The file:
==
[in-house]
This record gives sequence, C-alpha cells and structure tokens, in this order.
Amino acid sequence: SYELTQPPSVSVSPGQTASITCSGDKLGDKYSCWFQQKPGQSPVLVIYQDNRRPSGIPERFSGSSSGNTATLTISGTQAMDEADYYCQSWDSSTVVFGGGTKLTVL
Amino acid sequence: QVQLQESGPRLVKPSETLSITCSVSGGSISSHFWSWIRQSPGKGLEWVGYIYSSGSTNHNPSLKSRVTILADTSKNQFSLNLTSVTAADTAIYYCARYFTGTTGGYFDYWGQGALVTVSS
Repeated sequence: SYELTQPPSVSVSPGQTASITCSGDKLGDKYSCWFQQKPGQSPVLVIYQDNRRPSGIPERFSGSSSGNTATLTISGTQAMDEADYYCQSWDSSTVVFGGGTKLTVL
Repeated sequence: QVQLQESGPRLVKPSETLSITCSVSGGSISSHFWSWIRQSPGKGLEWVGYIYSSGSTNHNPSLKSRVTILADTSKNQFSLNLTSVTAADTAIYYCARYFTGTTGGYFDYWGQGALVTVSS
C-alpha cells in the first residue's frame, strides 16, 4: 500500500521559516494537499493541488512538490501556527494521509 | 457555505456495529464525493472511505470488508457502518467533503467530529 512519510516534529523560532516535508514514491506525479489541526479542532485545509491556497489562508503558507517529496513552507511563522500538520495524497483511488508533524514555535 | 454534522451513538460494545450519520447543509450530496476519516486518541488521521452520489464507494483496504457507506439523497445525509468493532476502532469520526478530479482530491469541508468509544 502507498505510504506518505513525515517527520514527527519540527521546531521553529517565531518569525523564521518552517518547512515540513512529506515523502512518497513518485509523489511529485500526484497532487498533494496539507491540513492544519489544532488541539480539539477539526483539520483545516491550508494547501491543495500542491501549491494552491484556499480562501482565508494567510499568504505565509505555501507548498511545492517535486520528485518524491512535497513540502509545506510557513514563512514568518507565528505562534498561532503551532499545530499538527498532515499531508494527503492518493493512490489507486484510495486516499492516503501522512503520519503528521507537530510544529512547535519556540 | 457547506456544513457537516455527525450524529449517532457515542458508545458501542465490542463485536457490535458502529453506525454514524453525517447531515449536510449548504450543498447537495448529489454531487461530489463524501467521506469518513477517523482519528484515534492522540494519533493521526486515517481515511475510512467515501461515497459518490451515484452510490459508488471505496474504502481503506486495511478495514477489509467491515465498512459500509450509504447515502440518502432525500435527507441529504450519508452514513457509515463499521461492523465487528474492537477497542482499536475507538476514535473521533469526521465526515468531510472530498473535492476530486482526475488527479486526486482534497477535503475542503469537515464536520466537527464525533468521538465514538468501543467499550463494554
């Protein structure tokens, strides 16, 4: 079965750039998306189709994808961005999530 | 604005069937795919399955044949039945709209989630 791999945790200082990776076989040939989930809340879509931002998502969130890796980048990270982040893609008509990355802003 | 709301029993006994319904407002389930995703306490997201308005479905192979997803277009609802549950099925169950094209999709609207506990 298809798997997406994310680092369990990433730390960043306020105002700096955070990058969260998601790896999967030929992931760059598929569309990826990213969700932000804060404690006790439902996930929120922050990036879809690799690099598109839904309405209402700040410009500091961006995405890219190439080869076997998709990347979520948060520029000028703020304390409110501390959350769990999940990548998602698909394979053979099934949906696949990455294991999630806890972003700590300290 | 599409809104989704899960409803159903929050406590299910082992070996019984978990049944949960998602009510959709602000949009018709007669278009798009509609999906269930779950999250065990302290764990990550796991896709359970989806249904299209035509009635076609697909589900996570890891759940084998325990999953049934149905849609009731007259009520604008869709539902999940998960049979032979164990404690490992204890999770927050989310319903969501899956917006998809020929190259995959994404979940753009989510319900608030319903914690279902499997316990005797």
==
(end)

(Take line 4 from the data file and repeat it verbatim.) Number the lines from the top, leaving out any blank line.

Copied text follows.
Amino acid sequence: QVQLQESGPRLVKPSETLSITCSVSGGSISSHFWSWIRQSPGKGLEWVGYIYSSGSTNHNPSLKSRVTILADTSKNQFSLNLTSVTAADTAIYYCARYFTGTTGGYFDYWGQGALVTVSS